Glenn Anderson was the 5thbest player on a dynastic hockey team. He then lucked out and got traded to a team which won him a sixth Stanley Cup. He was never the star of any of those 6 teams and he was only ever briefly a top offensive player in the NHL (when he was playing with 4 Hall of Fame skaters).
Yet he’s been in the Hall of Fame for a while.
In our latest episode, we talk about Anderson’s case, and how it centres on two things: his 6 Cups and his ridiculous playoff totals.
This list is an attempt at a semi-objective ranking of best trades made by the Toronto Maple Leafs. It makes use of Hockey Reference’s Point Shares metric to rank the trades.
A Point Share is a player’s share of the points his team earns in the regular season. (There are numerous problems with Point Shares, some of which we have listed at the end of this list.)
In order to rank the trades we took the total Point Shares players acquired by the Leafs accumulated for the Leafs and then subtracted the Point Shares the players sent out from the Leafs accumulated for the other team in the trade. We included all trades since the franchise came into existence but please let us know if we missed any.
We did this calculation for only the franchises involved in the trade so Point Shares accumulated for other franchises later on in the career, or if a player returned to the team later, do not count. (Again, the problems with this approach are discussed at the end.)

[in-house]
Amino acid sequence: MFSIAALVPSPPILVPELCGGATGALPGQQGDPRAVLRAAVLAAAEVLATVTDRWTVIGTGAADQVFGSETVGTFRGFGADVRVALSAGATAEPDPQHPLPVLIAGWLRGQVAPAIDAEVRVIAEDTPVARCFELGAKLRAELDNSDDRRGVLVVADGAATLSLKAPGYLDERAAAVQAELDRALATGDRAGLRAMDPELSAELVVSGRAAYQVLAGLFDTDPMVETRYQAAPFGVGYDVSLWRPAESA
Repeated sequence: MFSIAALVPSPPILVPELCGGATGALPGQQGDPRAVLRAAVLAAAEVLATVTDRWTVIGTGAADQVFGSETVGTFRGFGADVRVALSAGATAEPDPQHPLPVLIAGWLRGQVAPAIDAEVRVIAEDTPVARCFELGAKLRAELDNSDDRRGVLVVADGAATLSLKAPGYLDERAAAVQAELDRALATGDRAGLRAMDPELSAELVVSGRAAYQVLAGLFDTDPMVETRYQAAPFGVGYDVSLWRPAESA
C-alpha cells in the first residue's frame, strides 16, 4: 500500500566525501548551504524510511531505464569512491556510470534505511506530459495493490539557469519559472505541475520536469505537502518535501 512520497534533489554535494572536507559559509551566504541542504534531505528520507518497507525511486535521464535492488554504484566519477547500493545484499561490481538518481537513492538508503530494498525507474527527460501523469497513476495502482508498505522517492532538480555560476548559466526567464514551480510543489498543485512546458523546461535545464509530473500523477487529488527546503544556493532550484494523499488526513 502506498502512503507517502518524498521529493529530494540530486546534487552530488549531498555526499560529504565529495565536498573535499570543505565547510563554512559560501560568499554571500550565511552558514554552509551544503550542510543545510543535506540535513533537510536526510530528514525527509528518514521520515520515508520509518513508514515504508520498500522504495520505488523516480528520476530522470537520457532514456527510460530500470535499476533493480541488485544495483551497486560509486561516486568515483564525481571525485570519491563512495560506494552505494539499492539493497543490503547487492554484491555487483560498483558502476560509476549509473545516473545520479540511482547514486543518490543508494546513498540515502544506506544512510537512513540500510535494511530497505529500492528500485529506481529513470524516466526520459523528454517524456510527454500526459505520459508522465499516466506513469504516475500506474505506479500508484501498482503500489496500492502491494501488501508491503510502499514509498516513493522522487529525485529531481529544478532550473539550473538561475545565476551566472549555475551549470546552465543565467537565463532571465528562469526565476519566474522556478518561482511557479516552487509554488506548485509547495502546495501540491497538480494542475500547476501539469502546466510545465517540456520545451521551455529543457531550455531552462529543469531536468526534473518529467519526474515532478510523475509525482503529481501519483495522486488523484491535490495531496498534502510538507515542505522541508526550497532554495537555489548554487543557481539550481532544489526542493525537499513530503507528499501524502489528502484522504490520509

By our estimation the Leafs have given up way more in regular season Point Shares than they’ve ever received in return. (Though they’ve made a lot of money!) We estimate that, through trades and the waiver wire, the Leafs have given up over 820 Point Shares more than they’ve received. Gretzky is the career leader in Point Shares at 251. So, basically, the Leafs have given up over 3 Gretzkys in terms of regular season wins over the course of the last 100 years.
In journeyman career that saw him play for way too many teams, Mathieu Schneider amassed enough points to make him one of the top 25 offensive defensmen in NHL history (if you go by totals, not per game). That surprised us.
But Schneider has few individual accolades and not a lot of team success.
A friend of ours used to claim that Doug Gilmour didn’t belong in the Hockey Hall of Fame because he had “one good year.” This friend used to compare Gilmour’s stats to Kirk Muller’s, apparently because he didn’t know he could look them up on the internet.
Gilmour was only rarely a star offensively but was one of the elite defensive forwards of his era, receiving numerous Selke nominations. In this episode, we discuss whether he should have been inducted and where he ranks among the great players of his era. Listen here:
Jack Adams is an obvious Hall of Famer, the only person to win the Stanley Cup as a player, a coach and a GM, and that Jack Adams, he of the NHL’s Coach of the Year award. But was he really a Hall of Fame player?